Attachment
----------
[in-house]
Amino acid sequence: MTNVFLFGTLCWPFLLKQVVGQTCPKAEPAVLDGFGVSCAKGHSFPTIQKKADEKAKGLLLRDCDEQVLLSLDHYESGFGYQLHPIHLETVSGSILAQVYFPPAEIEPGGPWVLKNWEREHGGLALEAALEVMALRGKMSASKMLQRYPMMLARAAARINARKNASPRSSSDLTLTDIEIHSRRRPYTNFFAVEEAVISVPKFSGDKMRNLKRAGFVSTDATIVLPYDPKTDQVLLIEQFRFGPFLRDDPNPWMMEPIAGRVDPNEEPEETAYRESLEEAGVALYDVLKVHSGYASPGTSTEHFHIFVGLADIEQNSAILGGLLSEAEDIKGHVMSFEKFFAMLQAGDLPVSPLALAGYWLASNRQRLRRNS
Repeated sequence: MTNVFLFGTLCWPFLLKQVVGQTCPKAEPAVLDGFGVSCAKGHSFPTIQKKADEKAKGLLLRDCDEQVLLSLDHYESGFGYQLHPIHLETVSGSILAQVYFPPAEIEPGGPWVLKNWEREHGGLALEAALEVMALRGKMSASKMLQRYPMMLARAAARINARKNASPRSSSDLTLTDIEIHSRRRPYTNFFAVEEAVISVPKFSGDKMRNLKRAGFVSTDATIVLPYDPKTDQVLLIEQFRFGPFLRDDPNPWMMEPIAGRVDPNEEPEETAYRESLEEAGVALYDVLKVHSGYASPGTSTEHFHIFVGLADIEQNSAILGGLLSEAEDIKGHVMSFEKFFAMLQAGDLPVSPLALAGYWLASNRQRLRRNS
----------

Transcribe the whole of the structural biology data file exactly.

[in-house]
Amino acid sequence: MTNVFLFGTLCWPFLLKQVVGQTCPKAEPAVLDGFGVSCAKGHSFPTIQKKADEKAKGLLLRDCDEQVLLSLDHYESGFGYQLHPIHLETVSGSILAQVYFPPAEIEPGGPWVLKNWEREHGGLALEAALEVMALRGKMSASKMLQRYPMMLARAAARINARKNASPRSSSDLTLTDIEIHSRRRPYTNFFAVEEAVISVPKFSGDKMRNLKRAGFVSTDATIVLPYDPKTDQVLLIEQFRFGPFLRDDPNPWMMEPIAGRVDPNEEPEETAYRESLEEAGVALYDVLKVHSGYASPGTSTEHFHIFVGLADIEQNSAILGGLLSEAEDIKGHVMSFEKFFAMLQAGDLPVSPLALAGYWLASNRQRLRRNS
Repeated sequence: MTNVFLFGTLCWPFLLKQVVGQTCPKAEPAVLDGFGVSCAKGHSFPTIQKKADEKAKGLLLRDCDEQVLLSLDHYESGFGYQLHPIHLETVSGSILAQVYFPPAEIEPGGPWVLKNWEREHGGLALEAALEVMALRGKMSASKMLQRYPMMLARAAARINARKNASPRSSSDLTLTDIEIHSRRRPYTNFFAVEEAVISVPKFSGDKMRNLKRAGFVSTDATIVLPYDPKTDQVLLIEQFRFGPFLRDDPNPWMMEPIAGRVDPNEEPEETAYRESLEEAGVALYDVLKVHSGYASPGTSTEHFHIFVGLADIEQNSAILGGLLSEAEDIKGHVMSFEKFFAMLQAGDLPVSPLALAGYWLASNRQRLRRNS